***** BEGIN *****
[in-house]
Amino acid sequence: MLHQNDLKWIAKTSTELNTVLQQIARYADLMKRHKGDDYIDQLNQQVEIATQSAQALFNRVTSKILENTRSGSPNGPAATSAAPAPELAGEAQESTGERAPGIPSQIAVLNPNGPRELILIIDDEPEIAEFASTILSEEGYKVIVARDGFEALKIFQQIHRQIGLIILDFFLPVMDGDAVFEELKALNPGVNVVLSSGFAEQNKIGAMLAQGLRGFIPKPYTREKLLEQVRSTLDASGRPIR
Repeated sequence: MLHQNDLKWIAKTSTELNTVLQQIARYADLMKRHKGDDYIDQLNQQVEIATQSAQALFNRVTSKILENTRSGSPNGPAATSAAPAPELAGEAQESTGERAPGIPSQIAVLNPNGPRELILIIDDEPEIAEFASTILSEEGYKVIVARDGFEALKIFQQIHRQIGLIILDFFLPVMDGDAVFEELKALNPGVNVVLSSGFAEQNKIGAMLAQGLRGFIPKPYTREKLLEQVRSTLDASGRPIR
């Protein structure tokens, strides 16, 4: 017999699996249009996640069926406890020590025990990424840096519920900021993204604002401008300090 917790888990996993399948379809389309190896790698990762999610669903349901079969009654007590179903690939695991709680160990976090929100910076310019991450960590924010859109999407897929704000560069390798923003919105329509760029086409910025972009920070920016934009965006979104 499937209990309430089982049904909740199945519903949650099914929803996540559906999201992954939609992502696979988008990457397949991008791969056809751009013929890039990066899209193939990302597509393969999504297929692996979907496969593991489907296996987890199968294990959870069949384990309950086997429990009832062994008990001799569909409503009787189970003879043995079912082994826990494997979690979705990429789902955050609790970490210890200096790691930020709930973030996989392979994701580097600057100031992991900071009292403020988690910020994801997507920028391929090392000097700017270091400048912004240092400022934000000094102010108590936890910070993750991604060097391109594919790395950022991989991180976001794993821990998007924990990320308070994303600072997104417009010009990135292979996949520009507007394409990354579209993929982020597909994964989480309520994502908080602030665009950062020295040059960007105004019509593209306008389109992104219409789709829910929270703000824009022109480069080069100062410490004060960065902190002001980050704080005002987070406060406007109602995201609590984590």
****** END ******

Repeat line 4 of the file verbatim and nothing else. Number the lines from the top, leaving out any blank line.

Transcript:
């Protein structure tokens, strides 16, 4: 017999699996249009996640069926406890020590025990990424840096519920900021993204604002401008300090 917790888990996993399948379809389309190896790698990762999610669903349901079969009654007590179903690939695991709680160990976090929100910076310019991450960590924010859109999407897929704000560069390798923003919105329509760029086409910025972009920070920016934009965006979104 499937209990309430089982049904909740199945519903949650099914929803996540559906999201992954939609992502696979988008990457397949991008791969056809751009013929890039990066899209193939990302597509393969999504297929692996979907496969593991489907296996987890199968294990959870069949384990309950086997429990009832062994008990001799569909409503009787189970003879043995079912082994826990494997979690979705990429789902955050609790970490210890200096790691930020709930973030996989392979994701580097600057100031992991900071009292403020988690910020994801997507920028391929090392000097700017270091400048912004240092400022934000000094102010108590936890910070993750991604060097391109594919790395950022991989991180976001794993821990998007924990990320308070994303600072997104417009010009990135292979996949520009507007394409990354579209993929982020597909994964989480309520994502908080602030665009950062020295040059960007105004019509593209306008389109992104219409789709829910929270703000824009022109480069080069100062410490004060960065902190002001980050704080005002987070406060406007109602995201609590984590």